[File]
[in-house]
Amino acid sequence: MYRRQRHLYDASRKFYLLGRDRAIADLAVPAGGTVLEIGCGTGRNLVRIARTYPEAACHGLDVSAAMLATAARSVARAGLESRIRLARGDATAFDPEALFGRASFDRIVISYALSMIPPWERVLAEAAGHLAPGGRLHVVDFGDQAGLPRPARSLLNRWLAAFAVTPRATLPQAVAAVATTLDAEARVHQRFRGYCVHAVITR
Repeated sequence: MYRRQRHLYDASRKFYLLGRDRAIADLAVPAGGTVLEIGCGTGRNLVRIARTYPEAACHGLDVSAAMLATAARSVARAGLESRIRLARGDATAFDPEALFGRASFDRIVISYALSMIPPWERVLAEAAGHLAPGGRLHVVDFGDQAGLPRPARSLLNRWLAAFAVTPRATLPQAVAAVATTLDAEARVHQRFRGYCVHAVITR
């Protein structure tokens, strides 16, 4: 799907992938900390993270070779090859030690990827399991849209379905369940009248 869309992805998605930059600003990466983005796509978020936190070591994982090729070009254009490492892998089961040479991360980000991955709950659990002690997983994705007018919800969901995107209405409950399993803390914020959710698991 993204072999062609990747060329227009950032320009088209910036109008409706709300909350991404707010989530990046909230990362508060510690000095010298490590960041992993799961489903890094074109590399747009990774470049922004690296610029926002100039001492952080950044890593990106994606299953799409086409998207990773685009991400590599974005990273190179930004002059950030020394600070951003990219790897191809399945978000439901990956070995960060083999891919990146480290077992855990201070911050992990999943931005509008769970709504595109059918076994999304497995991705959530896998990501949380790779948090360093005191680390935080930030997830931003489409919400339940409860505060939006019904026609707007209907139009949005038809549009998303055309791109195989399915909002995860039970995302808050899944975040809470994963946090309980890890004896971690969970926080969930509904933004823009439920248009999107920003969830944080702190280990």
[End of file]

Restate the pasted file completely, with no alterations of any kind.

[in-house]
Amino acid sequence: MYRRQRHLYDASRKFYLLGRDRAIADLAVPAGGTVLEIGCGTGRNLVRIARTYPEAACHGLDVSAAMLATAARSVARAGLESRIRLARGDATAFDPEALFGRASFDRIVISYALSMIPPWERVLAEAAGHLAPGGRLHVVDFGDQAGLPRPARSLLNRWLAAFAVTPRATLPQAVAAVATTLDAEARVHQRFRGYCVHAVITR
Repeated sequence: MYRRQRHLYDASRKFYLLGRDRAIADLAVPAGGTVLEIGCGTGRNLVRIARTYPEAACHGLDVSAAMLATAARSVARAGLESRIRLARGDATAFDPEALFGRASFDRIVISYALSMIPPWERVLAEAAGHLAPGGRLHVVDFGDQAGLPRPARSLLNRWLAAFAVTPRATLPQAVAAVATTLDAEARVHQRFRGYCVHAVITR
């Protein structure tokens, strides 16, 4: 799907992938900390993270070779090859030690990827399991849209379905369940009248 869309992805998605930059600003990466983005796509978020936190070591994982090729070009254009490492892998089961040479991360980000991955709950659990002690997983994705007018919800969901995107209405409950399993803390914020959710698991 993204072999062609990747060329227009950032320009088209910036109008409706709300909350991404707010989530990046909230990362508060510690000095010298490590960041992993799961489903890094074109590399747009990774470049922004690296610029926002100039001492952080950044890593990106994606299953799409086409998207990773685009991400590599974005990273190179930004002059950030020394600070951003990219790897191809399945978000439901990956070995960060083999891919990146480290077992855990201070911050992990999943931005509008769970709504595109059918076994999304497995991705959530896998990501949380790779948090360093005191680390935080930030997830931003489409919400339940409860505060939006019904026609707007209907139009949005038809549009998303055309791109195989399915909002995860039970995302808050899944975040809470994963946090309980890890004896971690969970926080969930509904933004823009439920248009999107920003969830944080702190280990």